The menu and the guest list for these parties was always the same. There were eight of us. The Johnsons, the Whites, the Bartholomews, Gloria and me. Gloria always catered the dinner from Gaper’s and would order a nice fresh green salad, beef stroganoff with noodles and chicken marsala with risotto and lightly sauteed string beans. For desert there was a baba rum torte and lots of good strong coffee to help overcome the effects which we all experienced from the cocktail hour that preceded dinner.

It may sound a little boring to the more adventurous of you, having the same meal year after year (for more than twenty of them), but for me it became another wonderful tradition of the Holidays.

It was much like looking forward to the two to three feet of snow which inevitably fell the day of Gloria’s parties – but a lot warmer and more inviting. I thought of Gloria’s guests as part of an adopted extended family – if for only one night a year.

After desert and coffee, the eight of us would play a game. Whether it was hangman or charades (how untechnological you will say), or we would group into teams and play a board game. One year our after dinner activities were curtailed because the snow which was supposed to have fallen already had not. In fact, Chicago had not seen a snowflake for five days and the streets were unusually passable.

But as we began our after-dinner entertainment, suddenly we could see out the bay window of Gloria’s living room that Mother Nature had gotten back on schedule and a deluge of white was beginning its descent. The other guests decided to take their leave before the roads became difficult to navigate and bid their adieus.

I stayed behind and offered to help Gloria clean up her little apartment, do the dishes and put away the leftovers. She was feeling a little under the weather that year and for the first time she agreed to my help.

We went into the kitchen and I realized suddenly what a mess eight people – even rather genteel people – could make. Gloria turned on the little portable television which sat on the counter facing the kitchen table at which she normally took her meals. As it happened the nightly news was on.

I began organizing the plates and the silverware so that I could start washing them. Gloria said, “Doncha know,” I’m feeling a little faint so I’m just going to rest for a moment. Why don’t you sit down and I’ll help you in a few minutes. But I had things under control and told her to take it easy and that I would keep washing while she rested.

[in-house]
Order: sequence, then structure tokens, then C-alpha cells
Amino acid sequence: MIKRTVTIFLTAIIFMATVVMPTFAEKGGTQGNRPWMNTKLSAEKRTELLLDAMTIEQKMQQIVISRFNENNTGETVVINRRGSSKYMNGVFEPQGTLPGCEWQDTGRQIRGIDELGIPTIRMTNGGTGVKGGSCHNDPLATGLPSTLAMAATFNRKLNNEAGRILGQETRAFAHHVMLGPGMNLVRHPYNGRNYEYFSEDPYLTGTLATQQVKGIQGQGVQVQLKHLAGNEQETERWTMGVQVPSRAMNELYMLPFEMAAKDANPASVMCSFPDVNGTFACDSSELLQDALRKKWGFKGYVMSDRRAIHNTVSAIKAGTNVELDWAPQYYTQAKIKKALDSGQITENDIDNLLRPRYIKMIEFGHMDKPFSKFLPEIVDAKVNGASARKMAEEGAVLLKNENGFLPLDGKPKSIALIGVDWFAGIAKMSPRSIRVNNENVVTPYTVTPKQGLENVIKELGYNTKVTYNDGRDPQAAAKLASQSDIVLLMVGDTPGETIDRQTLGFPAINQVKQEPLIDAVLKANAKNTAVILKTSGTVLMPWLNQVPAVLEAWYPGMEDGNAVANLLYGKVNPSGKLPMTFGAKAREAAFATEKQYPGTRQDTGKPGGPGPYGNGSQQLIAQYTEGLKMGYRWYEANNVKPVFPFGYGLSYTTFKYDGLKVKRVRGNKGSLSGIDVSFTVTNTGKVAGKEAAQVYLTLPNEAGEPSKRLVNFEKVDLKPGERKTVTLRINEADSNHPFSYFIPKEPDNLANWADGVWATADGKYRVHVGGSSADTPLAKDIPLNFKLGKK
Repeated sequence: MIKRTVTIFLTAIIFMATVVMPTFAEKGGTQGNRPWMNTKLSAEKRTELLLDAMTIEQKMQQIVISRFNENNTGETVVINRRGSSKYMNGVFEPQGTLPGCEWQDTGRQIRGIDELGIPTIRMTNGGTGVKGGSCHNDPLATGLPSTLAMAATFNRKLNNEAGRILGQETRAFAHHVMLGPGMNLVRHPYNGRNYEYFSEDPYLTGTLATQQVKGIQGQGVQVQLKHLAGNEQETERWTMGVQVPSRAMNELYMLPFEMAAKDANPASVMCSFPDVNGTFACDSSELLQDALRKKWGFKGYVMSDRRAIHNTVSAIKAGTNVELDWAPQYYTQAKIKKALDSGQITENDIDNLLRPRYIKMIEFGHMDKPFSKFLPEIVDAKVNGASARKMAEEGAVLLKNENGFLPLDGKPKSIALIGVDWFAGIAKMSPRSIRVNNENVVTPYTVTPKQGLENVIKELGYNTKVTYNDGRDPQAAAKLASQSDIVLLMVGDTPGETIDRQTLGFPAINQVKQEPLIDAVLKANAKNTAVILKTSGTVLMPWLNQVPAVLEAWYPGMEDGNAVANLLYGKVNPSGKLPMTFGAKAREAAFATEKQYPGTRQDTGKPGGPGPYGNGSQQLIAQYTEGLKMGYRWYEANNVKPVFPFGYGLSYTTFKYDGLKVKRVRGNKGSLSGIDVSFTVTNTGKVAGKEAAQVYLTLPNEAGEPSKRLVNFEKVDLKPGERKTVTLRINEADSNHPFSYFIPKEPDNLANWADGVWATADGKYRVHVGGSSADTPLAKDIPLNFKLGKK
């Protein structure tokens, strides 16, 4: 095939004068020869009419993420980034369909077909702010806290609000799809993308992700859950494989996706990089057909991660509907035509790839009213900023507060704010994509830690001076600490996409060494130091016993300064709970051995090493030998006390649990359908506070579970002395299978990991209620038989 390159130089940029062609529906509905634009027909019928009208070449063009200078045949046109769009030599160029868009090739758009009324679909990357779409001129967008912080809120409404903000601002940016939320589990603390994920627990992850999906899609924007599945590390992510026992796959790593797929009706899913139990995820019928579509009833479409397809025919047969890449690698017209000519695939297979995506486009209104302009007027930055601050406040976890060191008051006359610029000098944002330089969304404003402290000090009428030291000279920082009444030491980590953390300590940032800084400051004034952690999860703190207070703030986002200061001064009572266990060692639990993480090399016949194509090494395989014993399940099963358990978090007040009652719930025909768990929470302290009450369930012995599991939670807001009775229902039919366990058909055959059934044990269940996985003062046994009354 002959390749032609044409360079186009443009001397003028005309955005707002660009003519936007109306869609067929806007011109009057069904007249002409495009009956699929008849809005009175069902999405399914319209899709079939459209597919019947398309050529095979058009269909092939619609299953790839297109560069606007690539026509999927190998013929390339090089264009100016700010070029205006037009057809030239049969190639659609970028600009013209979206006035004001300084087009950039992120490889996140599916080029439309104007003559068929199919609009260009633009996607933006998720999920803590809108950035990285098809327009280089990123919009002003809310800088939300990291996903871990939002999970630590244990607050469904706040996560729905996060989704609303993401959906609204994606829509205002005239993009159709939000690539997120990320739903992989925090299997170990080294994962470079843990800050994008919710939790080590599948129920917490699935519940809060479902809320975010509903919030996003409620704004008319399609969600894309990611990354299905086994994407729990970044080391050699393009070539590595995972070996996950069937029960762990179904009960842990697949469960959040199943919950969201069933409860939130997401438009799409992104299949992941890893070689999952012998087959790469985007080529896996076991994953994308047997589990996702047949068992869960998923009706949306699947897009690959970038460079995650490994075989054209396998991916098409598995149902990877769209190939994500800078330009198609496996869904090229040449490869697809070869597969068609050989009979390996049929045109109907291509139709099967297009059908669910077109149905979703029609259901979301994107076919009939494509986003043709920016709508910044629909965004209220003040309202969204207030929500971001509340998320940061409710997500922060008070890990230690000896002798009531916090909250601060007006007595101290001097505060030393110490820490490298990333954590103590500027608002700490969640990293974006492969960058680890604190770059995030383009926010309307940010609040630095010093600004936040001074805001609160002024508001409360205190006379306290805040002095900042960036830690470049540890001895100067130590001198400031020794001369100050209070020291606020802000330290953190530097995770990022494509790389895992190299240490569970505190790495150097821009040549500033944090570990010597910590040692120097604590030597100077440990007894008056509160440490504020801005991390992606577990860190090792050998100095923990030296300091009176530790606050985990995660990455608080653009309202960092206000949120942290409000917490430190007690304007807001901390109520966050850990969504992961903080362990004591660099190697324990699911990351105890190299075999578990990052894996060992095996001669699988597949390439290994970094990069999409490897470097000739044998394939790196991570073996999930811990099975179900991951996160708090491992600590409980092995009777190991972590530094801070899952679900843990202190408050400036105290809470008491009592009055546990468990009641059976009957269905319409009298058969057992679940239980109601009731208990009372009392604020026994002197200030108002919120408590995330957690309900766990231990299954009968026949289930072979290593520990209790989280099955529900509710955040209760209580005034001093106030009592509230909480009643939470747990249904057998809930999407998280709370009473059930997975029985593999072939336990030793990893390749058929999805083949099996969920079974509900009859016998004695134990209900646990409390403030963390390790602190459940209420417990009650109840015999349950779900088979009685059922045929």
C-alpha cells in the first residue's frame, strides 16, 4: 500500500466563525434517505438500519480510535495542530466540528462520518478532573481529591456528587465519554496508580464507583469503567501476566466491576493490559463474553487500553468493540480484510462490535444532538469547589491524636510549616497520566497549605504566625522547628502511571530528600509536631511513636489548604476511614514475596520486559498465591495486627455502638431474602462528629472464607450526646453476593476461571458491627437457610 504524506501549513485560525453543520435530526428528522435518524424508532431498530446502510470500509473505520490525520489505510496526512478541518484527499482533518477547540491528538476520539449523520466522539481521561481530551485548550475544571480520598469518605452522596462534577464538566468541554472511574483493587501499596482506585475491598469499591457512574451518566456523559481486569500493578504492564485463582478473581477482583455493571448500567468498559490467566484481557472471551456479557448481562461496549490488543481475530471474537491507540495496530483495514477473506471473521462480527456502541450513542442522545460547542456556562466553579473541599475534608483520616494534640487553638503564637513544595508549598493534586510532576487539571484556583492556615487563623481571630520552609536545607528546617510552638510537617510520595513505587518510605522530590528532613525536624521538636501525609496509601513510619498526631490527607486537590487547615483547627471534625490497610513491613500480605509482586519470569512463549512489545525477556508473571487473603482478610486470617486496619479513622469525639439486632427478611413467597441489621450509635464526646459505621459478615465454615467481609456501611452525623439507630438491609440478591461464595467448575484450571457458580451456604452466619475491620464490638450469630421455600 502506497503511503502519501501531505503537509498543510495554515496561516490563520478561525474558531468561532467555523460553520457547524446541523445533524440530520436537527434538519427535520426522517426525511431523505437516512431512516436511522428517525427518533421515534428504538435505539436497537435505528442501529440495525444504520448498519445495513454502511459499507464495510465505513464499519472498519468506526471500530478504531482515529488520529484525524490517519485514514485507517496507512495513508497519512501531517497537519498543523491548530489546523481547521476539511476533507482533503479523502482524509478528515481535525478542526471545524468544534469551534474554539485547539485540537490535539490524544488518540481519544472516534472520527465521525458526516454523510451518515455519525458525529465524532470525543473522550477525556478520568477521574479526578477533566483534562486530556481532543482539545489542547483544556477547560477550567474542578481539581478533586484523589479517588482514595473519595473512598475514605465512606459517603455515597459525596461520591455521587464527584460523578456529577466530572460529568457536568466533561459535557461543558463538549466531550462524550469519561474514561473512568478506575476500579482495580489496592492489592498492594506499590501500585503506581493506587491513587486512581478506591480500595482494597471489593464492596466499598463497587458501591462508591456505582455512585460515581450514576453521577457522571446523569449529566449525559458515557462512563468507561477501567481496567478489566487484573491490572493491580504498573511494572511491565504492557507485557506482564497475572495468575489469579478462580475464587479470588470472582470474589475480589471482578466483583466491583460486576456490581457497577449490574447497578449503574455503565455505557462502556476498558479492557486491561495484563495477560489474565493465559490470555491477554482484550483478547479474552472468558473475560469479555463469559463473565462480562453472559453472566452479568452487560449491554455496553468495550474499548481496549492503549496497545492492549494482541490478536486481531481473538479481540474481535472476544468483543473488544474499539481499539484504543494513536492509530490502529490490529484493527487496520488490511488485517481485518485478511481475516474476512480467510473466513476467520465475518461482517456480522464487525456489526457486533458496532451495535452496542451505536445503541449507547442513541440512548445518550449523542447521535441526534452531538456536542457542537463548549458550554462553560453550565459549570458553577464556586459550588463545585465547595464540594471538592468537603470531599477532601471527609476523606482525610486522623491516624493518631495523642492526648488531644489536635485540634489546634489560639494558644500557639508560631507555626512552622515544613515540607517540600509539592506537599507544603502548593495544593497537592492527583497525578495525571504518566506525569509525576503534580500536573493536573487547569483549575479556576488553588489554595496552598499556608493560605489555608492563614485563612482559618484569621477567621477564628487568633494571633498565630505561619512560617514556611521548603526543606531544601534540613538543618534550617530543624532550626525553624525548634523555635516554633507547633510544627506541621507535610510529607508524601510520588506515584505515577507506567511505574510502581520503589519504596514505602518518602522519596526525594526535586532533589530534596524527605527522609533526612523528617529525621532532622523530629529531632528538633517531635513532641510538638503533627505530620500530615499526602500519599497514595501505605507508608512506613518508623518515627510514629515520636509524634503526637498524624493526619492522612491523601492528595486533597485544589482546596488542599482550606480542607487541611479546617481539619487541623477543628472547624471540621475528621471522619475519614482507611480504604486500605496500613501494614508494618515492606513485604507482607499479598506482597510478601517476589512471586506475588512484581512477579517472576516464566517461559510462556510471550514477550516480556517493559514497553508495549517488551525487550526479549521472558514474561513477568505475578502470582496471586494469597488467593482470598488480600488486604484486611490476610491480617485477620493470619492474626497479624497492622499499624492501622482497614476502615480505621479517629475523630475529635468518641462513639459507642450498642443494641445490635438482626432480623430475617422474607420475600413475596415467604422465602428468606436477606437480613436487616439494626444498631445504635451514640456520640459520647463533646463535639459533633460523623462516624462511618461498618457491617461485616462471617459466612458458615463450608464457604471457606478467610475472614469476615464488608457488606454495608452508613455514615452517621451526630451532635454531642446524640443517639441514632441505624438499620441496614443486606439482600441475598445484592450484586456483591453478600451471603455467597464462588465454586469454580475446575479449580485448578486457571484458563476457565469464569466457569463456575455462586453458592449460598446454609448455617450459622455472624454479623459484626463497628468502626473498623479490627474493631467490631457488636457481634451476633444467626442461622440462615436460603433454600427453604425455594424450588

As I was at my task, a story came on the news about a protest outside an abortion clinic. Gloria made a mad dash from her seat and turned off the television. I had never before seen her behave like his and I was startled. But I didn’t say anything. This was a Gloria whom I didn’t know.

At the point of this event, Gloria and I had known each other for about ten years. She was a very private person. I had sensed that about her from the earliest moments we knew each other. And I never pried into her affairs.

I was not about to alter my behavior or make any comments about her turning off the television. So I was very surprised that she felt sufficiently confident to bring up the subject with me.

She said, “Doncha know, about two years before my mother’s death she told me something that really shocked me.”

She said that when my father and she were first married they had to struggle to survive and had decided to put off having a family until they could afford one. But mother got pregnant before that time had come. I was that baby.”

She told me that, even though it was illegal then, she considered having an abortion. And it’s very hard for me to hear anything on the subject. They talk about ‘procedures’ like it’s having a tooth pulled. And I always think, ‘I could have been that tooth that was pulled’.”

I went over to her and hugged her and we both began crying. After we embraced for a few minutes, we went back to clearing up the rest of the dishes and putting away the leftovers. Gloria and I never discussed the subject again.

I’ve replayed that Holiday party night in my mind thousands of times. I know that we have a tendency to look at the question of abortion in a clinical way. To Gloria, it was as personal as it could get.

That evening left me with a lingering, haunting feeling.

Had her mother made a different decision, the world would have been deprived of this caring and loving woman.  And I would have had one less friend.

 

 

I’M DOING WELL – AND YOU?

 When I was in my mid-twenties I heard an acquaintance make this statement:

 “We want our friends to do well – we just don’t want them to do too well.”

 Sadly, I have discovered that many of us look at life and friendship that way. We are happy for our friends to do well – as long as their “doing well” isn’t better than the success that we have personally achieved.

 In a consumer-based society we typically define our achievements not in terms of who we are but by what we have acquired.